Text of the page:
Wednesday 17 October 2018

French Revolutionary Wars game using Honours of War

Paul came for a game yesterday afternoon and we’d decided to try Honours of War for a FRW game, with a few appropriate amendments that I will highlight at the end of this post. The scenario had a defending force of Russians holding both sides of an impassable river that cut the table in two, with the only crossing point on their baseline. There was a demolished pontoon bridge close the French base line which the French needed to repair and make use of to transfer their forces between the north and south sides of the river. (They had half their troops on each bank approaching the Russian position so until it was repaired their army would be fighting as two independent forces). Apart from the usual ‘destroy the enemy’ objective, the Russians had to prevent the French from repairing the bridge and hold their crossing point, while the French had to prevent the destruction of the pontoon bridg, capture the Russian-held crossing point and give the forces of the Reactionary despot Czar Paul and the slaves of tyranny a good seeing too!

The outnumbered Russians (me) split their forces evenly between both banks, with their best troops (four grenadier battalions) holding the centre and awaited the French attack.

The right wing of the Russian army, eight battalions of infantry, a large battery of cannon and three regiments of cavalry. With a pair of 'dithering' commanders!

The French appear in the centre.

Despite having orders to advance the Russian right wing failed to do so!!!
Instead they just lined up and looked splendid!

As did these dragoons.

On the other wing the sole regiment of Russian dragoons were about to face a load of trouble as the next French brigade appeared and started taking pot shots at them with their horse artillery.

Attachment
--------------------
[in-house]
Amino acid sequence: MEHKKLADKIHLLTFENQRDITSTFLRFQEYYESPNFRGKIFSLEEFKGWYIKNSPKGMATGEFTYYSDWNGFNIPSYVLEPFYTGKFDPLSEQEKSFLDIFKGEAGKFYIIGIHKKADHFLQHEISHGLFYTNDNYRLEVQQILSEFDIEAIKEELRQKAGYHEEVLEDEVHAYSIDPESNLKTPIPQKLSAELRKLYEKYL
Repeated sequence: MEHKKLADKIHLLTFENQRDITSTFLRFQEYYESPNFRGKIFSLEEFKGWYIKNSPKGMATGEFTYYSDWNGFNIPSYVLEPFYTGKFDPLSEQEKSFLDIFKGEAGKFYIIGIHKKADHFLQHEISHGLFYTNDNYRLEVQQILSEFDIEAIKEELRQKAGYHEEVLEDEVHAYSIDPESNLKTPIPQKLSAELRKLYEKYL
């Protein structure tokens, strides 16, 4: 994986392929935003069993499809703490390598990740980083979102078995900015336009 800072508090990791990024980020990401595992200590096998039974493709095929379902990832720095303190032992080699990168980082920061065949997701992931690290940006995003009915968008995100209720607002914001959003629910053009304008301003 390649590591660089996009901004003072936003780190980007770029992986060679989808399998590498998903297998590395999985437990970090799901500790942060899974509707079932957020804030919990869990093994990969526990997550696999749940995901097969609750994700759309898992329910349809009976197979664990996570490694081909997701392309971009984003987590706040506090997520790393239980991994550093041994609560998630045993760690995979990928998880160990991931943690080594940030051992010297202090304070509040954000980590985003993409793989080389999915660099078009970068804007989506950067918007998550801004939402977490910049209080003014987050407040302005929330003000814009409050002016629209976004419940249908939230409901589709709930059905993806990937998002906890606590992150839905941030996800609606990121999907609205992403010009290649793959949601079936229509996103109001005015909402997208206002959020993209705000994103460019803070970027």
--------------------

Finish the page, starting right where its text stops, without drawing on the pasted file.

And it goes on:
The French centre. Six battalions of infantry, two batteries of 12pdrs and swarms of skirmishers.
Those 12pdrs! Thankfully they were to be underemployed for most of the battle.
Seen from the French right, Russian infantry have occupied the village and a regiment of dragoons has just exposed itself to fire from the horse artillery battery.
My dragoons taking a pounding from the enemy artillery. They were force to retreat, which for me was good.
The French pressing home their attack in the centre, with their skirmishers trading shots with Russian jager. My artillery just out of shot to the right was also causing a fair bit of damage to the advancing French infantry.
Still in the centre, one of the Russian hussar regiments almost caught a battalion of French out but they were able to form square in time.
My other hussar regiment was about to be overwhelmed by a mass of French horsemen.  As it turned out they actually  did quite well before breaking as my artillery then managed to further weaken the damaged chasseurs a cheval with a few lucky (er..well-directed) shots. 
The French cavalry brigade was an awesome threat and one I had nothing to counter it with. The only option was to push hard with a counter attack in the centre and hope to break through before the enemy cavalry could swing round the wood and hit me in the rear.
Over on the Russian right a regiment of cuirassiers boldly charged the advancing French,  but although they failed to form square their closing fire and that of their supporting units was enough to halt my charge. Job done though as the French never moved an inch closer in the remainder of the battle.
A view of the Russian right advancing towards the village and the fight for the centre in the background.
Remarkably, the combination of a foolish charge bu my hussars and the concentrated fire of my jager and a battery of  twelve 12pdrs  ( large unit in the game for shooting etc) had broken one battalion of French, battered a couple of others and dispersed their skirmish screen. Time to advance methinks.
Back on the right we were doing just that. All eight battalions of Russians were piling it on, forcing the French back and destroying several battalions by a bit of handy bayonet work. The threat posed by my cavalry and the effect of my artillery paralysed the French on this flank.